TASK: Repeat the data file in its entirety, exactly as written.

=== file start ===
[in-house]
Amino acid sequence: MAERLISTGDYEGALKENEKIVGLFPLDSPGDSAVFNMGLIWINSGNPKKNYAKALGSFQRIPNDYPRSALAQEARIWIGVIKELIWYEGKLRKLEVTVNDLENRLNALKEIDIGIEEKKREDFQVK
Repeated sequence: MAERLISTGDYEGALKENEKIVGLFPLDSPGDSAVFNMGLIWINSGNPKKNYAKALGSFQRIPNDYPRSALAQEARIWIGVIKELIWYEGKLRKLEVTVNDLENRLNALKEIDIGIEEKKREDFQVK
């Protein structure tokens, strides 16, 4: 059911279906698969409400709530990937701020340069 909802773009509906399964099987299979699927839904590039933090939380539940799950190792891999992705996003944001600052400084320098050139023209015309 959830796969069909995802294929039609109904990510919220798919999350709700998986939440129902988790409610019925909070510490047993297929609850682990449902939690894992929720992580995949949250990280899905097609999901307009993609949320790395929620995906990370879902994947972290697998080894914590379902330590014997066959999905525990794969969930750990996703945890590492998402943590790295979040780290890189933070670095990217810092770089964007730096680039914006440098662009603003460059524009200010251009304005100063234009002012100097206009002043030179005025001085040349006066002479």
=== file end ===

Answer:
[in-house]
Amino acid sequence: MAERLISTGDYEGALKENEKIVGLFPLDSPGDSAVFNMGLIWINSGNPKKNYAKALGSFQRIPNDYPRSALAQEARIWIGVIKELIWYEGKLRKLEVTVNDLENRLNALKEIDIGIEEKKREDFQVK
Repeated sequence: MAERLISTGDYEGALKENEKIVGLFPLDSPGDSAVFNMGLIWINSGNPKKNYAKALGSFQRIPNDYPRSALAQEARIWIGVIKELIWYEGKLRKLEVTVNDLENRLNALKEIDIGIEEKKREDFQVK
């Protein structure tokens, strides 16, 4: 059911279906698969409400709530990937701020340069 909802773009509906399964099987299979699927839904590039933090939380539940799950190792891999992705996003944001600052400084320098050139023209015309 959830796969069909995802294929039609109904990510919220798919999350709700998986939440129902988790409610019925909070510490047993297929609850682990449902939690894992929720992580995949949250990280899905097609999901307009993609949320790395929620995906990370879902994947972290697998080894914590379902330590014997066959999905525990794969969930750990996703945890590492998402943590790295979040780290890189933070670095990217810092770089964007730096680039914006440098662009603003460059524009200010251009304005100063234009002012100097206009002043030179005025001085040349006066002479």